The report documents the cases of five prisoners whom Uzbek security services kidnapped from other countries, forcibly returning them to Uzbekistan in the absence of legal proceedings.
Some of those imprisoned on politically motivated charges suffer from serious illnesses and have been kept in solitary confinement for long periods or denied adequate health care or medical treatment. Their treatment could constitute cruel, inhuman, or degrading treatment, a serious violation of Uzbekistan’s international human rights obligations.
Abdurasul Khudoynazarov, a rights activist, died 26 days after he was released in May 2014, the day prison doctors diagnosed him with advanced liver cancer. He told rights groups before his death that officials consistently denied his requests for medical treatment throughout his 8 years in prison.
At least 18 of those profiled were denied access to counsel at critical stages of their cases, and eight were held incommunicado for up to a year. Authorities have refused to reveal the whereabouts of Akram Yuldashev, a religious leader, since 2009, and it is unclear whether he is dead or alive. Under international law, authorities commit an enforced disappearance when they refuse to acknowledge holding someone in custody or conceal the person’s fate or whereabouts, thereby placing them outside the protection of the law. “Disappearances” increase the likelihood of torture or other ill-treatment, Human Rights Watch said.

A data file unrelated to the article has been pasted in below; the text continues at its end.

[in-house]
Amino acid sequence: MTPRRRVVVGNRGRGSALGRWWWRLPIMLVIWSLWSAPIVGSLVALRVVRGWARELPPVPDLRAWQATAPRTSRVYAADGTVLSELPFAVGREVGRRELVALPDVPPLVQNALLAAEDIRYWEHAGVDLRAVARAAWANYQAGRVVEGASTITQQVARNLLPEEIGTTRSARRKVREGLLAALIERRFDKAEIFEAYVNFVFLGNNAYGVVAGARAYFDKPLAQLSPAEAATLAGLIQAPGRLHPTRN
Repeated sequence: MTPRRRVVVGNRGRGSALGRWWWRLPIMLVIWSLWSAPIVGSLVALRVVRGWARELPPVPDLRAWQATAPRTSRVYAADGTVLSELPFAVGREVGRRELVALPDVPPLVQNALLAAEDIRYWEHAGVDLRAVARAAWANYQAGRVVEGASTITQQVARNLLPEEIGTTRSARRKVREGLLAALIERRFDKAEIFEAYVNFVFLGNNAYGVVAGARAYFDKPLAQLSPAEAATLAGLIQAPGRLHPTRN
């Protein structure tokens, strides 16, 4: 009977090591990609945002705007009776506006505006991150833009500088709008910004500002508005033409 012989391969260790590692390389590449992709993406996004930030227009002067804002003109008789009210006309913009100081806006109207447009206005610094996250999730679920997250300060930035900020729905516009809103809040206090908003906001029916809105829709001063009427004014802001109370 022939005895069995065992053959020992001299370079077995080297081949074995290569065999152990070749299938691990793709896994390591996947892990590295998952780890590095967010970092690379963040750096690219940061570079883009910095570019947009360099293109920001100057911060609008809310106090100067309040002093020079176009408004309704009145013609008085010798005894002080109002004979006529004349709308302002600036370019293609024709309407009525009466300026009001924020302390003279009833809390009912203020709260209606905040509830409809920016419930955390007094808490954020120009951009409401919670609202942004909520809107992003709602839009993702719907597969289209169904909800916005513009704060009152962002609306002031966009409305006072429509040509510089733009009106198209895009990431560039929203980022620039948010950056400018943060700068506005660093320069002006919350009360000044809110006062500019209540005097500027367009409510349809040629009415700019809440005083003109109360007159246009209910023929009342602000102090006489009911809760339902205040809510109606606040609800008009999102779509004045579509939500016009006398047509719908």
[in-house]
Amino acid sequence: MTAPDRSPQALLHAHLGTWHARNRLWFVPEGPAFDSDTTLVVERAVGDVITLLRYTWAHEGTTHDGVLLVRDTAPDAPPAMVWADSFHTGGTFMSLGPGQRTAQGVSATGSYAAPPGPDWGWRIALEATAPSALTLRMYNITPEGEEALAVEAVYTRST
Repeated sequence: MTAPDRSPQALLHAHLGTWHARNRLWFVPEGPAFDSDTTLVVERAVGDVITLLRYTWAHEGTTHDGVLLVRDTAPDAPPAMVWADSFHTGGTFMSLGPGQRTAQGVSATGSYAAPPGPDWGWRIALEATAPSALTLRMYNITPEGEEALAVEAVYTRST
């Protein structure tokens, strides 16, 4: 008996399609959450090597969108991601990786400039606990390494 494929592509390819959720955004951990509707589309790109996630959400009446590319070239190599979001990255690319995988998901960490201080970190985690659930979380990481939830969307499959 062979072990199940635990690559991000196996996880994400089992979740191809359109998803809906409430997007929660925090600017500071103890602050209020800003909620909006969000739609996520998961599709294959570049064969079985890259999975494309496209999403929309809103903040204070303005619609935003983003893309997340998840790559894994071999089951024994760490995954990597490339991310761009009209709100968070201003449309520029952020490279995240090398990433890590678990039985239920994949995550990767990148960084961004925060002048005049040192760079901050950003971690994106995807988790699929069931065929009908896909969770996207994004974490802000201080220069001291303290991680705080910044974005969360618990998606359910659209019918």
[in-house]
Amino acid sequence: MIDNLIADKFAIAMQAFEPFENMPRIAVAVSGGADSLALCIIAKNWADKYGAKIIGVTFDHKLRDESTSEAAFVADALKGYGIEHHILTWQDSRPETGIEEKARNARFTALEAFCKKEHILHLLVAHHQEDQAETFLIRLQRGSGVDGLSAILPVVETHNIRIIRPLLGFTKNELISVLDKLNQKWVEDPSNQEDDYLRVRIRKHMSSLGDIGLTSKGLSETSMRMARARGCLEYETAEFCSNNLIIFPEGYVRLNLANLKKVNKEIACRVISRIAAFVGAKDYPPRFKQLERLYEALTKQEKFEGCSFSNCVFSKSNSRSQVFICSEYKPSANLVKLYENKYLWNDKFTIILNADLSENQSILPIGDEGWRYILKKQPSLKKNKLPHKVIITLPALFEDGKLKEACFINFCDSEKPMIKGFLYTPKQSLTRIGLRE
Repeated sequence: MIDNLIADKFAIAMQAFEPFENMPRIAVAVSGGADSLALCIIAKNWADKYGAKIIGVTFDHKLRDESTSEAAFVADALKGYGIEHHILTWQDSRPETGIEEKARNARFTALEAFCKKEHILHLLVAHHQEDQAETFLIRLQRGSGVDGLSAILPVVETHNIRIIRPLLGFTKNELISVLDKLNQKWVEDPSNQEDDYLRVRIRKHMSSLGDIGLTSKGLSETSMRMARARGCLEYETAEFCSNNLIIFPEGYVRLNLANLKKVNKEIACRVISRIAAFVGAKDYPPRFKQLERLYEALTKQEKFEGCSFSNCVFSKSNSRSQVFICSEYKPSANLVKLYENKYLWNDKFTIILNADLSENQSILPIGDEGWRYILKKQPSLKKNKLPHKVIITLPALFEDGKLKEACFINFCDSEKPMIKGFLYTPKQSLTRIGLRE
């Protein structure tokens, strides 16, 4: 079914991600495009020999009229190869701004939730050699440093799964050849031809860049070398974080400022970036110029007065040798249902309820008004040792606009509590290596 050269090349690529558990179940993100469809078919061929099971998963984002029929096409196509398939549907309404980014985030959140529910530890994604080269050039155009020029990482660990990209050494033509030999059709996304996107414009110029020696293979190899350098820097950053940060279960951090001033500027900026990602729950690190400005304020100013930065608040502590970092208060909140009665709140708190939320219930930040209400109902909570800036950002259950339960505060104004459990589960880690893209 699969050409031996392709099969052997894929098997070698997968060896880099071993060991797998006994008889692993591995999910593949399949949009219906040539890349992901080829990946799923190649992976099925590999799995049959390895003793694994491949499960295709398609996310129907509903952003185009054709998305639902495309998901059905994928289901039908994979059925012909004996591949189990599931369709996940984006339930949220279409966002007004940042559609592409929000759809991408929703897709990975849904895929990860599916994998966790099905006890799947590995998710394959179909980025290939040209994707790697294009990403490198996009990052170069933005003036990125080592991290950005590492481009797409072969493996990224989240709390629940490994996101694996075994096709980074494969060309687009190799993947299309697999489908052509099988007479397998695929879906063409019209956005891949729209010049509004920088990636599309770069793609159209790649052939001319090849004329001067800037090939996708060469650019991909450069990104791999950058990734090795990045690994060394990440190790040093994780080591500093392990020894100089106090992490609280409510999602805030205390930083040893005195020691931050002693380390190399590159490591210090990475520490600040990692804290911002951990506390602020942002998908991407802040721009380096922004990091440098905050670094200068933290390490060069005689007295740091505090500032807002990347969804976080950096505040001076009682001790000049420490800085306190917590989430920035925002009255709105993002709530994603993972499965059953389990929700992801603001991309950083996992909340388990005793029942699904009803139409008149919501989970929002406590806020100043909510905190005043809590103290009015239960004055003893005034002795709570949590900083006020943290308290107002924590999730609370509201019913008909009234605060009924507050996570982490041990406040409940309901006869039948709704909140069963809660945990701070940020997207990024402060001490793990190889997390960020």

“Torture, kidnapping, incommunicado detention, solitary confinement, and extension of sentences are all unspeakable abuses that no one should suffer,” Swerdlow said. “Whether behind bars for 20 years or a shorter time, these people have been wrongfully imprisoned and shouldn’t spend even one more day behind bars.”
Uzbekistan’s refusal to release and end its abuses of people imprisoned on politically motivated charges has not substantially affected its relationships with Washington, Brussels, or other European capitals. Most have apparently seen the country’s importance as a transit route to Afghanistan as the priority, especially ahead of the troop withdrawal by many Western countries in 2014.
Nor has the government faced concrete consequences for its systematic failure to cooperate with the United Nations Human Rights Council, denying access for the last 12 years to 11 UN human rights experts who have asked to visit.
Uzbekistan’s international partners should press the government to urgently improve its human rights record, including freeing people held on politically motivated charges. These countries should be prepared to impose targeted restrictive measures such as visa bans, asset freezes, and restrictions on military assistance to Uzbek government bodies and officials found to be responsible for egregious human rights abuses. Members of the UN Human Rights Council should seek to establish a special rapporteur devoted to Uzbekistan’s atrocious human rights situation.
“The US, EU, and other key governments know all about President Islam Karimov’s use of prison and abuse to stamp out independent journalism, human rights monitoring, and political and religious freedom,” Swerdlow said. “Uzbekistan’s international partners need to tell President Karimov that there will be a serious price to pay unless his government stops imprisoning and torturing peaceful activists, journalists, and religious believers.”